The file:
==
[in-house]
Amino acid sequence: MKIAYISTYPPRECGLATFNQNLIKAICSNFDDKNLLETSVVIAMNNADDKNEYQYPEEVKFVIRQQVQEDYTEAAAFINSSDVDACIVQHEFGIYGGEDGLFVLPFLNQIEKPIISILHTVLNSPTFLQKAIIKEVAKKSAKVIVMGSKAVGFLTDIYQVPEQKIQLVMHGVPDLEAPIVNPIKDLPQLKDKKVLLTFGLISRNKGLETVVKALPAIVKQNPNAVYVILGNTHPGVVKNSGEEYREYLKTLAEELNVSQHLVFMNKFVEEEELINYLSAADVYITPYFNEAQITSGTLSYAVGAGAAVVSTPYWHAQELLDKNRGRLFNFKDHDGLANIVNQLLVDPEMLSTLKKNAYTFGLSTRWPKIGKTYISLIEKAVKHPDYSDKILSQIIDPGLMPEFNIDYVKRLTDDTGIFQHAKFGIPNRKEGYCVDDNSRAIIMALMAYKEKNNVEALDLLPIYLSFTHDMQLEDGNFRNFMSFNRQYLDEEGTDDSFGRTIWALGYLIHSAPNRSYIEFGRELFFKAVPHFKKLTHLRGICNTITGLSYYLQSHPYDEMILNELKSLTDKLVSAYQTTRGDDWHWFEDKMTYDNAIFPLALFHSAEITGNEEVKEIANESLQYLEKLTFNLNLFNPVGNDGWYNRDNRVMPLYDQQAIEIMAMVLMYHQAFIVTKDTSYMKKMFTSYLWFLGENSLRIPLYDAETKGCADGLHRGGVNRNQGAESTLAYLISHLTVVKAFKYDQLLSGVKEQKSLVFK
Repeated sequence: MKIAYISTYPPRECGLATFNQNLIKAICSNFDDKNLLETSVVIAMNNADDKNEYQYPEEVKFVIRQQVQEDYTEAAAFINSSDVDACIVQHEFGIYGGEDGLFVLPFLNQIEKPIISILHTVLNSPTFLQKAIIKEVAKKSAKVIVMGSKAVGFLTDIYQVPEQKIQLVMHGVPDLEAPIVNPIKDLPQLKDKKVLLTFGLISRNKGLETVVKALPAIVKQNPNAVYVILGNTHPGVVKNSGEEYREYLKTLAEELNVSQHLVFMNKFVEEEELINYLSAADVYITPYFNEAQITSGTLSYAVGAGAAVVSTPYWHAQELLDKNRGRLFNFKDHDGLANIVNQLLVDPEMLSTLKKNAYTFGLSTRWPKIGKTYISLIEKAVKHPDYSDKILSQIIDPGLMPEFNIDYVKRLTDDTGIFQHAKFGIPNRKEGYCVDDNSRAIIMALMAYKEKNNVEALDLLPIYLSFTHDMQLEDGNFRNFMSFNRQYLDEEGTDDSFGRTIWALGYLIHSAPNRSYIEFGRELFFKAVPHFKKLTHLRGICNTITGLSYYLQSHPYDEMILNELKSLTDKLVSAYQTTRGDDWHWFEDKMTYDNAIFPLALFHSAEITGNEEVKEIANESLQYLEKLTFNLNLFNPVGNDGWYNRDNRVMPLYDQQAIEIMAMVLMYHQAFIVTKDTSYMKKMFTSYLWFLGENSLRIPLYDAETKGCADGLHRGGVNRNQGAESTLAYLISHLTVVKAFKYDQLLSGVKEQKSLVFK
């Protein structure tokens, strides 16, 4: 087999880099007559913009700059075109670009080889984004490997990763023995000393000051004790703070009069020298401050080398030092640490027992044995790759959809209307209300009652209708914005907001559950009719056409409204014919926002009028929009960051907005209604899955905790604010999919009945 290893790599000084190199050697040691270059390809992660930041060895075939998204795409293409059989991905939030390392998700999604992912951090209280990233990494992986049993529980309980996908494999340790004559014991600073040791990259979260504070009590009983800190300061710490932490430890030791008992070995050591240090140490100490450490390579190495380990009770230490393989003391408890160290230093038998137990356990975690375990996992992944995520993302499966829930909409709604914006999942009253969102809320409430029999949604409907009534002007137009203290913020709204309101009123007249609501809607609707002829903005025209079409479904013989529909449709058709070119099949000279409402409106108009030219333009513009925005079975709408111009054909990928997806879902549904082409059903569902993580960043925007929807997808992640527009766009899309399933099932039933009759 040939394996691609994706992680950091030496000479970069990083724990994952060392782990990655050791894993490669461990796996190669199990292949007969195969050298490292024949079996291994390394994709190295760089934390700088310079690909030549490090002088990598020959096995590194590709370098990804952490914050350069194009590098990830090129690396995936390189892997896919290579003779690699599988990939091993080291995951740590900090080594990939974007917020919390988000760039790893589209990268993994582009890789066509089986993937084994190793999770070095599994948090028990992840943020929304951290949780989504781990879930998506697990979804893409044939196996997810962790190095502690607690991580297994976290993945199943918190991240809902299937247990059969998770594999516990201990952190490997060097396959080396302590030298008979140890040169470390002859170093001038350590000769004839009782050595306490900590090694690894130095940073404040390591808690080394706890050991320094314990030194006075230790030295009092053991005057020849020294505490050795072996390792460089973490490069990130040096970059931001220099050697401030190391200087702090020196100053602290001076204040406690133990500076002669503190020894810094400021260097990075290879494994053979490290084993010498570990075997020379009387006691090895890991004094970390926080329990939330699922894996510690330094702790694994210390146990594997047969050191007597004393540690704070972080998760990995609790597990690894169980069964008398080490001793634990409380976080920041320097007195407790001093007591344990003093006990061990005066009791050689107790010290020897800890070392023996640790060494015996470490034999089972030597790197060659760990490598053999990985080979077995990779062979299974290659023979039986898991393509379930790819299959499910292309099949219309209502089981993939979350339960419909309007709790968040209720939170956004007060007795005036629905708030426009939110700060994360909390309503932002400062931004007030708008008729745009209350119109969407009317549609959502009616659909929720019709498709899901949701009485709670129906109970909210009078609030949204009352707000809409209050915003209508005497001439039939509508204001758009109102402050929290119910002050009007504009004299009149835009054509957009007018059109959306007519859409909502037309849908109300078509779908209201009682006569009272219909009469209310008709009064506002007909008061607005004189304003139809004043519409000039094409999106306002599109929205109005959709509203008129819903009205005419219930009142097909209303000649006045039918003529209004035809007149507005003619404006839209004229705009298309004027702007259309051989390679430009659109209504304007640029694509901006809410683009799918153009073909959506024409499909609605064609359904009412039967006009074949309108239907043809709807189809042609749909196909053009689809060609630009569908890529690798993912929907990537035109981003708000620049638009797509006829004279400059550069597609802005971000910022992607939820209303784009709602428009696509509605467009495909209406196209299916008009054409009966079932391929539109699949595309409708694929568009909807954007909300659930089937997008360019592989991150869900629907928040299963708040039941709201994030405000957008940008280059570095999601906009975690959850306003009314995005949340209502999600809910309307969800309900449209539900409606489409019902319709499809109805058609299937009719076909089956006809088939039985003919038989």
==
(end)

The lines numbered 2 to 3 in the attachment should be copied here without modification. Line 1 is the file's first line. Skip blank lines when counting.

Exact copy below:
Amino acid sequence: MKIAYISTYPPRECGLATFNQNLIKAICSNFDDKNLLETSVVIAMNNADDKNEYQYPEEVKFVIRQQVQEDYTEAAAFINSSDVDACIVQHEFGIYGGEDGLFVLPFLNQIEKPIISILHTVLNSPTFLQKAIIKEVAKKSAKVIVMGSKAVGFLTDIYQVPEQKIQLVMHGVPDLEAPIVNPIKDLPQLKDKKVLLTFGLISRNKGLETVVKALPAIVKQNPNAVYVILGNTHPGVVKNSGEEYREYLKTLAEELNVSQHLVFMNKFVEEEELINYLSAADVYITPYFNEAQITSGTLSYAVGAGAAVVSTPYWHAQELLDKNRGRLFNFKDHDGLANIVNQLLVDPEMLSTLKKNAYTFGLSTRWPKIGKTYISLIEKAVKHPDYSDKILSQIIDPGLMPEFNIDYVKRLTDDTGIFQHAKFGIPNRKEGYCVDDNSRAIIMALMAYKEKNNVEALDLLPIYLSFTHDMQLEDGNFRNFMSFNRQYLDEEGTDDSFGRTIWALGYLIHSAPNRSYIEFGRELFFKAVPHFKKLTHLRGICNTITGLSYYLQSHPYDEMILNELKSLTDKLVSAYQTTRGDDWHWFEDKMTYDNAIFPLALFHSAEITGNEEVKEIANESLQYLEKLTFNLNLFNPVGNDGWYNRDNRVMPLYDQQAIEIMAMVLMYHQAFIVTKDTSYMKKMFTSYLWFLGENSLRIPLYDAETKGCADGLHRGGVNRNQGAESTLAYLISHLTVVKAFKYDQLLSGVKEQKSLVFK
Repeated sequence: MKIAYISTYPPRECGLATFNQNLIKAICSNFDDKNLLETSVVIAMNNADDKNEYQYPEEVKFVIRQQVQEDYTEAAAFINSSDVDACIVQHEFGIYGGEDGLFVLPFLNQIEKPIISILHTVLNSPTFLQKAIIKEVAKKSAKVIVMGSKAVGFLTDIYQVPEQKIQLVMHGVPDLEAPIVNPIKDLPQLKDKKVLLTFGLISRNKGLETVVKALPAIVKQNPNAVYVILGNTHPGVVKNSGEEYREYLKTLAEELNVSQHLVFMNKFVEEEELINYLSAADVYITPYFNEAQITSGTLSYAVGAGAAVVSTPYWHAQELLDKNRGRLFNFKDHDGLANIVNQLLVDPEMLSTLKKNAYTFGLSTRWPKIGKTYISLIEKAVKHPDYSDKILSQIIDPGLMPEFNIDYVKRLTDDTGIFQHAKFGIPNRKEGYCVDDNSRAIIMALMAYKEKNNVEALDLLPIYLSFTHDMQLEDGNFRNFMSFNRQYLDEEGTDDSFGRTIWALGYLIHSAPNRSYIEFGRELFFKAVPHFKKLTHLRGICNTITGLSYYLQSHPYDEMILNELKSLTDKLVSAYQTTRGDDWHWFEDKMTYDNAIFPLALFHSAEITGNEEVKEIANESLQYLEKLTFNLNLFNPVGNDGWYNRDNRVMPLYDQQAIEIMAMVLMYHQAFIVTKDTSYMKKMFTSYLWFLGENSLRIPLYDAETKGCADGLHRGGVNRNQGAESTLAYLISHLTVVKAFKYDQLLSGVKEQKSLVFK